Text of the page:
Most of the arguments used were very similar to those used by biblical feminists today. For instance, it starts in Genesis 1, noting that both sexes are recorded as being made in the image of God, without distinction or differentiation, and no hint of hierarchy or inequality. She notes how so many women were spoken to by Jesus, or ministered to him, and how he sent women to be the first apostles of his resurrection (and this is in accord with the early church who, whether Margaret Fell knew it or not, for many centuries referred to Mary Magdalene as the ‘Apostle of Apostles’ for this very reason). Regarding 1 Corinthian 14, she states that the issue was not that women were speaking, but that they, along with others, were speaking out of turn, causing confusion. The exact way she exegeted that passage is not something I, as a charismatic would agree with, but the general tenor that women were not barred from speaking, but only, along with the men, from speaking in an unedifying manner I can go along with. Regarding 1 Timothy 2, she interpreted it to mean that only those women who were coming to church in gaudy get-ups should refrain from speaking in church. I might not agree with that precise interpretation, but it is telling that she is using the context and understanding of Scripture alone to argue her case. As she rightly points out, an outright ban on women ministering does not match, for instance, with what Paul says in Philippians about his two female fellow-labourers in the mission field. She is quite forthright about the origin of the doctrine of Women’s silent subjection:
‘But all this opposing, and gainsaying of Womens Speaking, hath risen out of the Bottomless Pit, and Spirit of Darkness, that hath spoken for these many Hundred Years together in this Night of Apostacy, since the Revelations have ceased and been hid. And so that Spirit hath limited and bound all up within its Bond and Compass; and so would suffer none to Speak; but such as that Spirit of Darkness approved of, Man or Woman.’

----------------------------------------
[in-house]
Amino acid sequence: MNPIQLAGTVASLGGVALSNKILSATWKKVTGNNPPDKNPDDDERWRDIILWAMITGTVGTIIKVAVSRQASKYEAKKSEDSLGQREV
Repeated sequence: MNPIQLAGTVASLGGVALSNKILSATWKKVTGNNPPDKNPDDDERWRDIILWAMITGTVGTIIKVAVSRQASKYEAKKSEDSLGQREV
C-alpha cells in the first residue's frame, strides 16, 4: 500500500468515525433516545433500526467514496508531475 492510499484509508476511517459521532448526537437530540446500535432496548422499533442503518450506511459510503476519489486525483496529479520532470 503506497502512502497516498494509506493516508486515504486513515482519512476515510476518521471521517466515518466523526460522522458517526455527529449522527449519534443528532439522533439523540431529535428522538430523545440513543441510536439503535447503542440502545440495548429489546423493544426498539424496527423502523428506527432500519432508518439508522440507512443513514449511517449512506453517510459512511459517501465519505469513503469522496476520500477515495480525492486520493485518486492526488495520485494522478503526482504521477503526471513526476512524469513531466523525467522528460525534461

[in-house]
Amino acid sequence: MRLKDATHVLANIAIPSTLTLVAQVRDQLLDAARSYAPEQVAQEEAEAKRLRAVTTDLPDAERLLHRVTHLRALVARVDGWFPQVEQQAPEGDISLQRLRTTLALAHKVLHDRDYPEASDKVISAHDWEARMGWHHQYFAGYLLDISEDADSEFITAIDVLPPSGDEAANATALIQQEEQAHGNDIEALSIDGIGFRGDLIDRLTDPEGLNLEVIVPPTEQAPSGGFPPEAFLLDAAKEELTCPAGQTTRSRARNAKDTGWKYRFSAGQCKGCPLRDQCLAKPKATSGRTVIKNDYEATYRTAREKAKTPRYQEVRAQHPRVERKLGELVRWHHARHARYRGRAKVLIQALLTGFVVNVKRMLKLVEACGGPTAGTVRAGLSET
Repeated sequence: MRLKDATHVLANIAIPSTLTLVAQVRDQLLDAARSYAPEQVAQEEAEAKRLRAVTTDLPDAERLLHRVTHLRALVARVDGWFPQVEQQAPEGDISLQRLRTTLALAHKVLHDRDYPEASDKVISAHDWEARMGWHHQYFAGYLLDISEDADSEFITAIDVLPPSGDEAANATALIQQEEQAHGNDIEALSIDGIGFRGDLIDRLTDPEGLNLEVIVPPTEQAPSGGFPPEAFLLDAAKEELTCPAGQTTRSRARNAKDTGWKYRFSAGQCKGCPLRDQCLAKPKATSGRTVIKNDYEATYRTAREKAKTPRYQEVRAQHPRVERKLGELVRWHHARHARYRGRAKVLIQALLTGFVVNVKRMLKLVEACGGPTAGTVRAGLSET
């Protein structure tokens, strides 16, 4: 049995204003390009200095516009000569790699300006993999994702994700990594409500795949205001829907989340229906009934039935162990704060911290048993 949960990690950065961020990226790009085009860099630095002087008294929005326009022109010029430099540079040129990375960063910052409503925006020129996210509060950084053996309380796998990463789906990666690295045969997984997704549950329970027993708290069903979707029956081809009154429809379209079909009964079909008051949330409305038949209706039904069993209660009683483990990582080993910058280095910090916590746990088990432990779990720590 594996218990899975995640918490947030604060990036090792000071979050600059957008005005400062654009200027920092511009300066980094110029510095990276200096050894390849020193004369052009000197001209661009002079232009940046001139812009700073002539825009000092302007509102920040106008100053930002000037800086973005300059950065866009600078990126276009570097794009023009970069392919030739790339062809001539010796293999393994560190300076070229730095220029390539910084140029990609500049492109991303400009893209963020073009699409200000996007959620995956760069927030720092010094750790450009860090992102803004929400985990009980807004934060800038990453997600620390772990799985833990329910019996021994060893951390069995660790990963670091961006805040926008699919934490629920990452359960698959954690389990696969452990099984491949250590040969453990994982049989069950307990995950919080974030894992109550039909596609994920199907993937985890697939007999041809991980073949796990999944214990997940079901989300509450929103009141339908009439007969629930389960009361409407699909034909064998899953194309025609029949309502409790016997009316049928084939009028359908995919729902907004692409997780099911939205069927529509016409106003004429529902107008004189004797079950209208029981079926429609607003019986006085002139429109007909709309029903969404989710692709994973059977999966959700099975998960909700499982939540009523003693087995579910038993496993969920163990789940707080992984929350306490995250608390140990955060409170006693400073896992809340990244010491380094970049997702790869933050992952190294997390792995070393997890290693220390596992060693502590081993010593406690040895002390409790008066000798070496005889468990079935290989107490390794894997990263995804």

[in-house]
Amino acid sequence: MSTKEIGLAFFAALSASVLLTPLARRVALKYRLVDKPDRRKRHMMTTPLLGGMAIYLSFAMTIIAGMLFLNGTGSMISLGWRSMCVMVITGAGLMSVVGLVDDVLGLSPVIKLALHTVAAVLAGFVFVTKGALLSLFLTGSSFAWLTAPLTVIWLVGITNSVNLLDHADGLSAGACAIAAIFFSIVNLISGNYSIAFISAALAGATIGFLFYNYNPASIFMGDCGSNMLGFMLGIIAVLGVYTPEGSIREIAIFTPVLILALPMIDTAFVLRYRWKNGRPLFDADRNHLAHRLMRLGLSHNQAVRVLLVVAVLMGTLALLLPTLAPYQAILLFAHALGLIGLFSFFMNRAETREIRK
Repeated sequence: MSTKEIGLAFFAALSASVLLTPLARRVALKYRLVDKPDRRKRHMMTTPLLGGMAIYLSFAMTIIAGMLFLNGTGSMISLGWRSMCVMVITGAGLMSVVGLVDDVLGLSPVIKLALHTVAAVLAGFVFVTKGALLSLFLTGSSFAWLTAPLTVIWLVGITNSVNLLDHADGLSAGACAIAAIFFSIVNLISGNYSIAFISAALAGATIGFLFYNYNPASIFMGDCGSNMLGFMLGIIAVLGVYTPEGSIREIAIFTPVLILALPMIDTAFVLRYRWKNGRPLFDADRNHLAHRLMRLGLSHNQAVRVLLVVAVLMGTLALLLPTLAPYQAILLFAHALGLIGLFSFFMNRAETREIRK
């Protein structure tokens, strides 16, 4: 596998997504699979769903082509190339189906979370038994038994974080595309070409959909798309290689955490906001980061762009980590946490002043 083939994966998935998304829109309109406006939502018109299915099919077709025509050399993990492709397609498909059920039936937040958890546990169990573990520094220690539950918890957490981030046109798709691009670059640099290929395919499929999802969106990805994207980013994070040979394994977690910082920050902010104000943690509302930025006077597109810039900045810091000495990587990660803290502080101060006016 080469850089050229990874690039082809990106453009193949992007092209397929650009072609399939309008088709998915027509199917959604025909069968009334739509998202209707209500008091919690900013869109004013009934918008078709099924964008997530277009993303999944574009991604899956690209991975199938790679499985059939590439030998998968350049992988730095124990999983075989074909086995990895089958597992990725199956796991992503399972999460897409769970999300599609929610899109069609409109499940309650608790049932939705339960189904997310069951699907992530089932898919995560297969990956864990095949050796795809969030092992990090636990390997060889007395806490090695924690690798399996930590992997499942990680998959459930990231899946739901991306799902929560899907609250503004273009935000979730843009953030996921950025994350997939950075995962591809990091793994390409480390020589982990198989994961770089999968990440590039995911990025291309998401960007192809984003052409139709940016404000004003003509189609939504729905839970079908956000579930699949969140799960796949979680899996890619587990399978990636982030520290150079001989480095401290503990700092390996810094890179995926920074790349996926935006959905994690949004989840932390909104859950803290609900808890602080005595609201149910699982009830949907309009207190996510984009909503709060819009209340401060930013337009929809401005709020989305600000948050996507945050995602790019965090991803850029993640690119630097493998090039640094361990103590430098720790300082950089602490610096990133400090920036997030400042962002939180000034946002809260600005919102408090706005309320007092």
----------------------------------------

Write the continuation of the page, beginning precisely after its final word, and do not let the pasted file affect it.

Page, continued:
In addition, Pentecost was prophesied about and poured out upon, both men and women equally. She also noted the four virgin daughters of Philip who prophesied, and many other Old and New Testament examples of women speaking out or being given ministry – for example how under the law in the Old Testament, Huldah, Hannah and Miriam all prophesied. Perhaps the key to her understanding of women’s role is in her comments on the import of God’s prophecy in Genesis 3:
Let this Word of the Lord, which was from the beginning, stop the Mouths of all that oppose Women’s Speaking in the Power of the Lord; for he hath put Enmity between the Woman and the Serpent; and if the Seed of the Woman speak not, the Seed of the Serpent speaks; for God hath put Enmity between the two Seeds; and it is manifest, that those that speak against the Woman and her Seed’s Speaking, speak out of the Envy of the old Serpent’s Seed. And God hath fulfilled his Word and his Promise, When the fulness of time was come, he sent forth his Son, made of a Woman, made under the Law, that we might receive the Adoption of Sons, Gal. 4. 4, 5.

An interesting point to ponder. 150 years before modern feminism started, here is a powerful, biblical argument for equality of the sexes. So much for biblical feminism being a modern derivative. It is ancient, over quarter of a millennia old, at least, without getting into disputes about the nature of the early church and the biblical text itself.